Tananarive was looking at the invisible world of the almost psychic connection between the writer and the reader, the creative dream-space that the storyteller creates where emotions trump logic, and we are willing to accept the fantastic as real. Plot, yes. Characters, yes. But the POETRY of the language, the imagery, the rhythms, the secret meldings of their proportions, the thing that can’t quite be quantified but is the instinctive gift of the natural story-teller, that thing that teachers seek to educe from their students, often with despair. It is indeed a gift that keeps on giving, and Tananarive Due, my darling wife, has it in spades.

I fought her for a couple of years, but finally surrendered, and added that third element to my basic structure, which then became: Plot, Character, Language (what I call “poetics’). Each has a relationship with the other two. Each can be viewed individually, or in dyadic relationship with one of the others.


View this as life itself. We have human beings. And we have the world that they inhabit. And the lives they create in reaction with that world.

And then there is the poetry, the world of meaning they seek to create…we seek to create…out of our day-to-day lives. Seeking every day to not merely survive another sunset, but to find pleasure, and beauty, and even that elusive quality called “art”, spinning gold from the straw of our existence.

Tananarive’s fiction seeks to add or extract meaning from the chaos of life, to give us the perspective that helps us see that the crying child, the departing lover, the discontented customer, the senile grandparent who used to be so alive and wise, are somehow all part of a world of meaning. We see the people. We experience the events. But it is the poetry we yearn for.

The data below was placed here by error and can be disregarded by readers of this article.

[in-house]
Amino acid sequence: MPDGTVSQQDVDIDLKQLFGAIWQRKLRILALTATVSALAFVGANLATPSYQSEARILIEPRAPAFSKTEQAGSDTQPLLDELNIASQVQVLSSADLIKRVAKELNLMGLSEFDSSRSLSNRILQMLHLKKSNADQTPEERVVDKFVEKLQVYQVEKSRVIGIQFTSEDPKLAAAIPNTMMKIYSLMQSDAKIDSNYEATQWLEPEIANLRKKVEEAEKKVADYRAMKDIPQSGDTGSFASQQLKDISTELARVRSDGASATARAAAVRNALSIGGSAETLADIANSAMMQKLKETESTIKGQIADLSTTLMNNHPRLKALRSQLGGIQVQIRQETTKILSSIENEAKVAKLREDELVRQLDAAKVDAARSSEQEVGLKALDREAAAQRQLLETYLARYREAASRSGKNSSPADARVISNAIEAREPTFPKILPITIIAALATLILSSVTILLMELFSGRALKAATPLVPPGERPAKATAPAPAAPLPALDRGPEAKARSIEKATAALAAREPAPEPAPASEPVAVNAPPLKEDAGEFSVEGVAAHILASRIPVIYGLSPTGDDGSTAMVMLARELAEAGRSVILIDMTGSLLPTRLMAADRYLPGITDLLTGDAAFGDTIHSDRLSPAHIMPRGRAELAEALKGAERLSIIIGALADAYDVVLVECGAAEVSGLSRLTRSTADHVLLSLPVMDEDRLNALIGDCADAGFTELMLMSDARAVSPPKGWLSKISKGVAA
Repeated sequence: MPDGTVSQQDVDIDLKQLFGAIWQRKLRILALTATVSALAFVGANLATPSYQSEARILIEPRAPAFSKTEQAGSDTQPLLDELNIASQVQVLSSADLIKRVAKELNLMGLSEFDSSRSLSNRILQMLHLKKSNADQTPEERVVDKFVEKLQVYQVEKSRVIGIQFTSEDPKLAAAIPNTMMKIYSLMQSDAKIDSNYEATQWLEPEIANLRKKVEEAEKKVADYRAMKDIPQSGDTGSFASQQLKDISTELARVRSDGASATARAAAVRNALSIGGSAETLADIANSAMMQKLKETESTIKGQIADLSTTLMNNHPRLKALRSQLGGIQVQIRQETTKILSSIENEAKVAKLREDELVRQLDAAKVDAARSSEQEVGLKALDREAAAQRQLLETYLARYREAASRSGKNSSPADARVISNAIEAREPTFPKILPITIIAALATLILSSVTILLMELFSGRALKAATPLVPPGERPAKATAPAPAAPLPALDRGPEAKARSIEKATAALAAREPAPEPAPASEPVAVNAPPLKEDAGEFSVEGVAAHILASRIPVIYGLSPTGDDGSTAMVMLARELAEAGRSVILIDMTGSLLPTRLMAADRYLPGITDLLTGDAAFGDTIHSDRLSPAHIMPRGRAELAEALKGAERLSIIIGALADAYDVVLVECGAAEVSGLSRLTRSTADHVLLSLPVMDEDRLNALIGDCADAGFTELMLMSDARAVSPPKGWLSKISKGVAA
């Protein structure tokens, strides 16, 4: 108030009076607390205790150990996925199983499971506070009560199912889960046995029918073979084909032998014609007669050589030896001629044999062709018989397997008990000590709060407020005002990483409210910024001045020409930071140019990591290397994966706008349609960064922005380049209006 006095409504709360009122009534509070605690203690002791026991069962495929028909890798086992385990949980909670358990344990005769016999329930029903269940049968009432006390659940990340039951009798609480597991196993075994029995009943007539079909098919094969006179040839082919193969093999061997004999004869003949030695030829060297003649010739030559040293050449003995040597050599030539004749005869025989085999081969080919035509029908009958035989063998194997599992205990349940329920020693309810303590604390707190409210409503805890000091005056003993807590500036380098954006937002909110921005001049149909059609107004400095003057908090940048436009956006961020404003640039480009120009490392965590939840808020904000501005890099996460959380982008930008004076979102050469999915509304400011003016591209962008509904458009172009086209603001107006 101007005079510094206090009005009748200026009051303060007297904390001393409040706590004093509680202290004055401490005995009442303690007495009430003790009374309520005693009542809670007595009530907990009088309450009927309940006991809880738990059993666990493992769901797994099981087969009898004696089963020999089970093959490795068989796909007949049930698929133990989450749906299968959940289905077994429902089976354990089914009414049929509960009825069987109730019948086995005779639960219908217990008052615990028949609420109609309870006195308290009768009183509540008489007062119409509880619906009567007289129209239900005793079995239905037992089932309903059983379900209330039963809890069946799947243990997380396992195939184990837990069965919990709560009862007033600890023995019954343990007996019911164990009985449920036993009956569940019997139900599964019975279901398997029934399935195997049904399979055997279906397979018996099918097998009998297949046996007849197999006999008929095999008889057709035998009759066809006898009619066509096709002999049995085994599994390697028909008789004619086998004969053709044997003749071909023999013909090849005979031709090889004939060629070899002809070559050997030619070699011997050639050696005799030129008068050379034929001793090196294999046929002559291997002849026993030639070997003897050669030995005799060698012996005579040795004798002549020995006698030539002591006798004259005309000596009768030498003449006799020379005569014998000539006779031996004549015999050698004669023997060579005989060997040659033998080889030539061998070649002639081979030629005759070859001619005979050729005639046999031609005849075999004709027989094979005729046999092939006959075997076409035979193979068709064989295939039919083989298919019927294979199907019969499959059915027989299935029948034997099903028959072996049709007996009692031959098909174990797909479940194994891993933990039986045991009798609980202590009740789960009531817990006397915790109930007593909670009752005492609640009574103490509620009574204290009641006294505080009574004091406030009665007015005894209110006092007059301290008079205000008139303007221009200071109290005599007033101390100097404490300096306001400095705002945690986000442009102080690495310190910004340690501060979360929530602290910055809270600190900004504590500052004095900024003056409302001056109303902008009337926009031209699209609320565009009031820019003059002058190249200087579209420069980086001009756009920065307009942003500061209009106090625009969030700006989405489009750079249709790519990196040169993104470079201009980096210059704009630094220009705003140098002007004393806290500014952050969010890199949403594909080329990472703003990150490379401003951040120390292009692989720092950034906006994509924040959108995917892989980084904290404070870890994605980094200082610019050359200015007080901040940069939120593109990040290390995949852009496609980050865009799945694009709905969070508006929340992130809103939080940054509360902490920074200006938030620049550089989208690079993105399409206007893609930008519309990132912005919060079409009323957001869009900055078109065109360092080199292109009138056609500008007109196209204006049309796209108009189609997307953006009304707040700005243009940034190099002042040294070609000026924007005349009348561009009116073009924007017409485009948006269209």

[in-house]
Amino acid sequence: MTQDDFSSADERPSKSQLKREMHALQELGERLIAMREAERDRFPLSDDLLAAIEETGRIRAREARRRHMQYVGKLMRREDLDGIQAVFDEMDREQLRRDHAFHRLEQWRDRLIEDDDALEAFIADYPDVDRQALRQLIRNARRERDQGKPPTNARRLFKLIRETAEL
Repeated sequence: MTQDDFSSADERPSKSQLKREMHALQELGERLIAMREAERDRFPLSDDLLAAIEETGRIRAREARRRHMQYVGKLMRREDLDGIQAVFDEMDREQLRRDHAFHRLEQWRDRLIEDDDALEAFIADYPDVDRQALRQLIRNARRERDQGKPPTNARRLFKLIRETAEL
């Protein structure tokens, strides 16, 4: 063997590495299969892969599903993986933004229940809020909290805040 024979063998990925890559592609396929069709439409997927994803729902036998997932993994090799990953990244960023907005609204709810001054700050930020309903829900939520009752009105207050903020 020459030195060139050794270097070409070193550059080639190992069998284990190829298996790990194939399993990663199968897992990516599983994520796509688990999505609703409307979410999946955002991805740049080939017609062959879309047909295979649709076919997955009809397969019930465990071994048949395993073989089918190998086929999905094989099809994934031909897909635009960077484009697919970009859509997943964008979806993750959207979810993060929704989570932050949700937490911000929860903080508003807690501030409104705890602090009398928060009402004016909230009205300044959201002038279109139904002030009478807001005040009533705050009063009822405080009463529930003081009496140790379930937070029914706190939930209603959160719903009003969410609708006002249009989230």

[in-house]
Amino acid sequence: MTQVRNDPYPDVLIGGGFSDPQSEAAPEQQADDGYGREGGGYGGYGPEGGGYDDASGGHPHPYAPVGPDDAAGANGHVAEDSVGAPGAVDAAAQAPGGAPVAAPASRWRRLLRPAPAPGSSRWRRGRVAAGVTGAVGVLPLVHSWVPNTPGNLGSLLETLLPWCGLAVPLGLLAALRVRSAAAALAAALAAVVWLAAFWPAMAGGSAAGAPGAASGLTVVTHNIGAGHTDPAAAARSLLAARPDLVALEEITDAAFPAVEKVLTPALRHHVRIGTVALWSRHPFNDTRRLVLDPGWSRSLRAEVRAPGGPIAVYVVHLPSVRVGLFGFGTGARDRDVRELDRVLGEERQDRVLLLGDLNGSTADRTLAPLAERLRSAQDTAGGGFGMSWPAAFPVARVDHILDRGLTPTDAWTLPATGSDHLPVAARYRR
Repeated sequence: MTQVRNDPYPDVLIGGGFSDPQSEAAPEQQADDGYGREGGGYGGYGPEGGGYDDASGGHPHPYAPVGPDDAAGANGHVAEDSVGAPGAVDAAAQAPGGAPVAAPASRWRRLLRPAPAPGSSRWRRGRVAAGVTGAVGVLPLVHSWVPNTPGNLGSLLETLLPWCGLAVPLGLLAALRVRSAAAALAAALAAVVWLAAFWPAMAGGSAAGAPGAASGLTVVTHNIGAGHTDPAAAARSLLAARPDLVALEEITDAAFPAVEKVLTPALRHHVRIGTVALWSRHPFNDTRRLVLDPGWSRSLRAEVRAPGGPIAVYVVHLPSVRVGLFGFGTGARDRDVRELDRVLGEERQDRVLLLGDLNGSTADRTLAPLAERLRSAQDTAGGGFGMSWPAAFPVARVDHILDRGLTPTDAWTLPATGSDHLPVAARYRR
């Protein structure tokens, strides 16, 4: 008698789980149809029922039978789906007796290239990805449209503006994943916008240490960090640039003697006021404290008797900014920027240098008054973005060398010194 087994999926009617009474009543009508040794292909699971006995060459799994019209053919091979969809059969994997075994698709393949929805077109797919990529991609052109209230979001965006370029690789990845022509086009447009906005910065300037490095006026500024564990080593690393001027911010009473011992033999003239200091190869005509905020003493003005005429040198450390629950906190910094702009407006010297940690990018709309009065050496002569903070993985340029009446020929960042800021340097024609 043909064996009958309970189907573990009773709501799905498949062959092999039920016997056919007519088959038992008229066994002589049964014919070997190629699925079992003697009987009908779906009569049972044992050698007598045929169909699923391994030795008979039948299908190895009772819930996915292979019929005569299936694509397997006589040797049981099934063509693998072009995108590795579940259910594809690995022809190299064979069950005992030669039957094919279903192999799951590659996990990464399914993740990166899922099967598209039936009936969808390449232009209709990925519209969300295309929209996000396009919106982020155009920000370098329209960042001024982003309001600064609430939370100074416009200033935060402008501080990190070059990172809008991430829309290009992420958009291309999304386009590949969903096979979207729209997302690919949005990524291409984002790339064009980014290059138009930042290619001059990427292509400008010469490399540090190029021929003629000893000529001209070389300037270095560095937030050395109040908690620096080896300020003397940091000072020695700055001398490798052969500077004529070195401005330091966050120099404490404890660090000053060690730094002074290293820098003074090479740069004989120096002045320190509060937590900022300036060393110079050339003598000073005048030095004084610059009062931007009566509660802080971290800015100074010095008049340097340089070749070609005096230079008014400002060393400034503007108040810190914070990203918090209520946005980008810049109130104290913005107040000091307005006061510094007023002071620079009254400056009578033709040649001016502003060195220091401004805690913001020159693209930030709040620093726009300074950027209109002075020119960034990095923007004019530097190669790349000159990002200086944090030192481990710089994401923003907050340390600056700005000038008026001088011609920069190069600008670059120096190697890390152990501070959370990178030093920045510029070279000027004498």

We work, we play, we give, we share…seeking that poetry. Seeking love, and connection with our own hearts. And fiction reduces the infinite universe into a knowable few words and scenes that represent a greater whole, and to the degree that the writer is honest about their own experiences, needs, strengths and weaknesses their characters live more vibrantly than the actual “real” human beings in our lives. There is something magical about a writer who can do this, give us these insights, extract and convey that meaning.

And Tananarive is a magician. She loves her characters, because she loves people deeply. Her connection to her family, her friends, her readers, her students and even teachers is profound. And as the man fortunate enough to share her life, I have been able to observe her in all moods and times, through triumph and tragedy, and seen the depths of her strength and the very real and tender weaknesses, all of them connected to how very much she loves life, and fears what that life can do to those she loves.

The poetry of life is the invisible connection between people, things and events. Love is the binding emotion between those exact same things. By seeking to orchestrate the emotions and images experienced by the audience when they read her stories, she is saying: I love these things. These people. This world. I want you to experience that love. To open your heart, despite the fact that there is much to fear. Do not let fear stop you from loving, ever, because it is, in the final analysis, the only thing that blunts the terror of existence.

Tananarive Due’s stories are filled with terrors, extraordinary and mundane. And with beauty. And love. And poetry. The human heart is just that large, that immense, with that many chambers. If all there was in the world was people and problems…character and plot…it would be a sterile world indeed.

But there is more. There is poetry.

There is love.

She is mine.


Steven Barnes. June 10, 2015


Originally published for Sasquan in 2015, where Tananarive Due was co-host of the Hugo Awards.
Also published as the Afterword for Tananarive Due's short fiction collection, Ghost Summer: Stories.